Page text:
Making due with what you have is a big driving point for him. He's had so little sometimes but he's done what he could and he has the trophies to prove what you can do with little. In a day that it's so easy to buy a win or go buy a fancy part he values the day when you took what you had and built off of that. How many people today could actually build their cars with very little and without going to the parts store to buy those new up to date shocks and springs. He is one who lets his ingenuity take over and believe me, he's one who can do so much with what he has in the shop.
Don't let him fool you though. The man has another side to him. One that not many people get to see but I get to witness from time to time. He has a softer side. Now don't fall out of your chair when I say that, I have actually seen this. Do you know what he say about racing as a whole? He says, "Racing people are my family, they have been since I was 14. They're the people who I've trusted to be there forever and they haven't tried to change me.". He takes it seriously when those who are in racing haven't been the kindest because that's family to him, even if you have a problem with Russell he still sees you as his family. Racing is the only life he's ever known and we in the racing community are the people he thinks of as his family. If you ever want to see this other side of Russell you need to see him when Leo or I bring our three year old son Hank around. Russell has always made sure Hank gets cookies and a coke when he's around and my three year old, who is an excellent judge of character, adores this man. When asked where we're going even if we're not going there, Hank always says "We're going to RUSSELL'S!". Russell has a heart and a big one.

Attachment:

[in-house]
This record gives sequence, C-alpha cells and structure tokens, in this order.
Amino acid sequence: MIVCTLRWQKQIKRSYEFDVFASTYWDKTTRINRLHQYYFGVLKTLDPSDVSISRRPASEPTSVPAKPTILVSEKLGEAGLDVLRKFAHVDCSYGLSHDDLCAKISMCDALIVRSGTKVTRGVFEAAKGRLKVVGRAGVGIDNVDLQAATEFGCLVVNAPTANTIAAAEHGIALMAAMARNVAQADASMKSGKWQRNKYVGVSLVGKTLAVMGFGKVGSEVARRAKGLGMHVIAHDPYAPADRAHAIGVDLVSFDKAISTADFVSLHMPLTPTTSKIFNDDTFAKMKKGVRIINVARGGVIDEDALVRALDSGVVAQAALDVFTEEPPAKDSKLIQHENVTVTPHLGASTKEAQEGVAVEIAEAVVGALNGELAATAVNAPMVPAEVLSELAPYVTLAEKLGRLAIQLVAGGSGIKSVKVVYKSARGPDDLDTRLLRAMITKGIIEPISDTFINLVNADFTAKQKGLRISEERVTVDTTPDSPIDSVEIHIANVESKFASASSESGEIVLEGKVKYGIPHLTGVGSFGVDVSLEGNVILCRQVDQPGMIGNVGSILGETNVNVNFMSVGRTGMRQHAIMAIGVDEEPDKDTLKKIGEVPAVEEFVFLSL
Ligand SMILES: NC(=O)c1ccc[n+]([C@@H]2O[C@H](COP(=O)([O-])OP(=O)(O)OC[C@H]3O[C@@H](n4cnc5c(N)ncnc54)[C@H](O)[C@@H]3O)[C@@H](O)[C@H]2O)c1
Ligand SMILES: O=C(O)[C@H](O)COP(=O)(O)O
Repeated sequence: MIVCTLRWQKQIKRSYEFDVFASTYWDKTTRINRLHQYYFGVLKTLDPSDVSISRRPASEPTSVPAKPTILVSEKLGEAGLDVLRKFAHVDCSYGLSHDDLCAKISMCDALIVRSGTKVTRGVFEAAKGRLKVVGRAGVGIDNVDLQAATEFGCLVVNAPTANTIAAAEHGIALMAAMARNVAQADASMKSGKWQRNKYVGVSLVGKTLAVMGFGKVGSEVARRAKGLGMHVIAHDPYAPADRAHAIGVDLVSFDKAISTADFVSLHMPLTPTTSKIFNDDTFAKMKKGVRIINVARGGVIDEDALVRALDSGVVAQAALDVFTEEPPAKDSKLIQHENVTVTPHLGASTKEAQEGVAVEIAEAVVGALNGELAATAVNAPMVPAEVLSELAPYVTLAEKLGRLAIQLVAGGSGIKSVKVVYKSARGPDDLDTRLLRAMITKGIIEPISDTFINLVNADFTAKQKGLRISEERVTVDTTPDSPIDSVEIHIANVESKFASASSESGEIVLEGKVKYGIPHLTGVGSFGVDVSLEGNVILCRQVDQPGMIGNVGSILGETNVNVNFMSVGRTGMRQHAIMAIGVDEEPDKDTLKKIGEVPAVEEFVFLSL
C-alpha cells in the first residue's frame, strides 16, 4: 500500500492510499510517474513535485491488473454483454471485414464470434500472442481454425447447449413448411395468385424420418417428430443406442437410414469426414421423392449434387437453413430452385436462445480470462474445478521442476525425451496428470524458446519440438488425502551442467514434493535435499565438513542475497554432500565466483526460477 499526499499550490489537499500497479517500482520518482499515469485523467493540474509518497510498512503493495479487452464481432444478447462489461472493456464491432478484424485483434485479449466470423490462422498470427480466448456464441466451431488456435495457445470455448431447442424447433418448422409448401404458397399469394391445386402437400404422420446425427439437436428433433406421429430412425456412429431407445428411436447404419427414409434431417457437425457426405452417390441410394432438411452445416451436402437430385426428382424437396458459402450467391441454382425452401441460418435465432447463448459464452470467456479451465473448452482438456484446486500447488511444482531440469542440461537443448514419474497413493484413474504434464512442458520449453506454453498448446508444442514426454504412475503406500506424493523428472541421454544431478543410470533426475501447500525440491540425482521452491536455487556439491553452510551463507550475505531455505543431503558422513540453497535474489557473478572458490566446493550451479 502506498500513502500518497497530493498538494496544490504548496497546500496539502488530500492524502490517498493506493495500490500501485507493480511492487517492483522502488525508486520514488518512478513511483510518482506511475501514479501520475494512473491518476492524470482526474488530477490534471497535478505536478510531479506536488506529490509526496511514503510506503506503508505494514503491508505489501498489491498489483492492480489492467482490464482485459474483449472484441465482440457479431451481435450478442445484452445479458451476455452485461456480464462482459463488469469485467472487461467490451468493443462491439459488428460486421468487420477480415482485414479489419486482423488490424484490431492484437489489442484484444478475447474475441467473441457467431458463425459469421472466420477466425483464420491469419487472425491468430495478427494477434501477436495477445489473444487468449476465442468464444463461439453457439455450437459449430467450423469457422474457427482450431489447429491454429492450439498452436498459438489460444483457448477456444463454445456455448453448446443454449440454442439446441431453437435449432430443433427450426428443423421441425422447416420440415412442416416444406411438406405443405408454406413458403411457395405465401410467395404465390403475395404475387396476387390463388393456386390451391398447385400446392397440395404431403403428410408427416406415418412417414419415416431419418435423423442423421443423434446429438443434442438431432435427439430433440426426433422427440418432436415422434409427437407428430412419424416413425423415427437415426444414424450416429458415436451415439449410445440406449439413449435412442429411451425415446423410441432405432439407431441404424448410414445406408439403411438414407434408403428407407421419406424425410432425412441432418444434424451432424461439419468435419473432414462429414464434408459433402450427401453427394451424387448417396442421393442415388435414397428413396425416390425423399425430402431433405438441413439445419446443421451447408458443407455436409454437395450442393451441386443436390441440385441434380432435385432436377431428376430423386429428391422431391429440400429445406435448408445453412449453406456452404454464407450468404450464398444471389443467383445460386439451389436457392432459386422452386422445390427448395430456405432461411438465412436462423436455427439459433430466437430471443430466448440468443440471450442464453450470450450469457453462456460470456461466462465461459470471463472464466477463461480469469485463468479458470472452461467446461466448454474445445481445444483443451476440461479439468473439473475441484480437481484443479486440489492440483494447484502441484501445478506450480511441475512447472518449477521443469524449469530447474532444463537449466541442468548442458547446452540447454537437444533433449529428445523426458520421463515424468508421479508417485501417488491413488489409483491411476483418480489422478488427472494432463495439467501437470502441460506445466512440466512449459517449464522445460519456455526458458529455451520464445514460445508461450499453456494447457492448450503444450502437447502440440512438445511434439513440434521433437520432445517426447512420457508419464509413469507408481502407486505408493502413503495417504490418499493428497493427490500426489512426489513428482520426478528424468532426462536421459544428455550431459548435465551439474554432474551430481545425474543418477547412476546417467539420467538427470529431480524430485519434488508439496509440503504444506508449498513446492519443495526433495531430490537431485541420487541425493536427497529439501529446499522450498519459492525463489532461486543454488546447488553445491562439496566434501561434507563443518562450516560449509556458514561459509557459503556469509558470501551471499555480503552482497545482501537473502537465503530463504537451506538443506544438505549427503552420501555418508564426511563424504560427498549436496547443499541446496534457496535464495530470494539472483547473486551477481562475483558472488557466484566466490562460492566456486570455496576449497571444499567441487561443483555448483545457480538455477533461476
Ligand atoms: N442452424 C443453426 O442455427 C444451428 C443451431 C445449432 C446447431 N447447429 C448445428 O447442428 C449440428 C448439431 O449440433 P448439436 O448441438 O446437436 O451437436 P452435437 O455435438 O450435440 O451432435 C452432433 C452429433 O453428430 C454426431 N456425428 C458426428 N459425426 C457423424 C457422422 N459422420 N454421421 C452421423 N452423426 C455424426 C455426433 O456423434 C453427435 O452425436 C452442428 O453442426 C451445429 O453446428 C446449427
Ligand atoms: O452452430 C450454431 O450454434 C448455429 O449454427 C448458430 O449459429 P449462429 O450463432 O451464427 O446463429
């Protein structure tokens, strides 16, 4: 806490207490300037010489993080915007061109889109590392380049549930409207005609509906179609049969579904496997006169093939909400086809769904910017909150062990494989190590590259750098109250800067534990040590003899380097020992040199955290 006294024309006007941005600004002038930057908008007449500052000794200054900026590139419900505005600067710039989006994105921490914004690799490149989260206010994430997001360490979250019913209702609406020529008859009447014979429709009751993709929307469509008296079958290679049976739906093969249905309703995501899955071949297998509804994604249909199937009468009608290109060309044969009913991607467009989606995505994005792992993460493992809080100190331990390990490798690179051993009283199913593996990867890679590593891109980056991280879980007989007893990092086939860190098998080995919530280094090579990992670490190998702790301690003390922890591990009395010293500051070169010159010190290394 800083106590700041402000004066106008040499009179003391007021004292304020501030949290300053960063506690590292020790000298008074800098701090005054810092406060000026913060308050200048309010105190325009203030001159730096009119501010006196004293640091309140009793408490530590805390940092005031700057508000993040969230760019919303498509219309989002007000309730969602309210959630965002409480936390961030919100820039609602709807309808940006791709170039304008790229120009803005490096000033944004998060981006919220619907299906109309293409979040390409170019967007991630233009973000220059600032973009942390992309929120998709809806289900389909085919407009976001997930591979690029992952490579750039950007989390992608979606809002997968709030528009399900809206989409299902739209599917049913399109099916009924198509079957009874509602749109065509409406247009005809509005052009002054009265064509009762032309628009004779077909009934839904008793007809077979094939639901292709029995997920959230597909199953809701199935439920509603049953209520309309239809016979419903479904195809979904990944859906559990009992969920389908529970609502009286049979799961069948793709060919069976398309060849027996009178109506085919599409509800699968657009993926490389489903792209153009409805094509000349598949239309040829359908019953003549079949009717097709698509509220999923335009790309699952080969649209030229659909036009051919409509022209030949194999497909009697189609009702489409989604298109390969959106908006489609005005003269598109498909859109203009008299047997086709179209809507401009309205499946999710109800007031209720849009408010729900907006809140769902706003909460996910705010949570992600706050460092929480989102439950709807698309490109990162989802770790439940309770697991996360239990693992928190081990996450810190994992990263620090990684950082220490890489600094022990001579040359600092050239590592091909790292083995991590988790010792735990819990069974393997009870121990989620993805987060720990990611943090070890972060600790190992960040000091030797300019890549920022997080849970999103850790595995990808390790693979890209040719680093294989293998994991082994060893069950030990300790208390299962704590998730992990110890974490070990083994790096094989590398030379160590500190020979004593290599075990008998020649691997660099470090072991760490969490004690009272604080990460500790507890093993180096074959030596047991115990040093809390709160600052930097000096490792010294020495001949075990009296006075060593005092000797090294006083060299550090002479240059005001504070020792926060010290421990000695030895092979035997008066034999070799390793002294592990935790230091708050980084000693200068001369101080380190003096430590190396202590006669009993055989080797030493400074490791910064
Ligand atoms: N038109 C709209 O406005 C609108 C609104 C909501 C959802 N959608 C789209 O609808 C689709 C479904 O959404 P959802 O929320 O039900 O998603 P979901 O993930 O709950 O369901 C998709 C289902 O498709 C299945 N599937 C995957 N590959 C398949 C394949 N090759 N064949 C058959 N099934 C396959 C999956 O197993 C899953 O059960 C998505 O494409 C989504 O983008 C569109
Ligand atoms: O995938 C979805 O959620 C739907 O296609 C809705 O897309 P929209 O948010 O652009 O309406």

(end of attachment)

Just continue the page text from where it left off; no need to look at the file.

Something Russell told me made me a little sad like an era was over. He explained that he was getting older and his son was doing a good job at the shop and that he would be semi-retiring in a few years. He wants to leave the business for his son. Russell is leaving a legacy for him. It will be whatever Russell Jr. wants the business to be but dad knows he's leaving it in the most capable and trusting hands out there. I felt sad because I've known Russell a large portion of my life and I can't imagine him not always being there to give me racing advice or as shocked as some of you may be, life advice. I get an honest opinion from him and I value that above anything. What I think people should always remember about Russell is that, he was always true to himself and who he was. He never made apologies for being him, he built really great race cars, and with what he had at times. Russell, whether you like him or not, has made an enormous impact on the racing community and whether good or bad, you can't think of racing and not think of him. He's a legend. Just remember this also, he's always thought of you as family and for me I will always think of him as family. As a man with a serious, straightforward side who pulls no punches, but also as that man who takes a sweet little blue eyed, blond haired little boy named Hank, and always makes sure he's got cookies and a coke for him and this, this is how I will always remember a racing legend in my mind.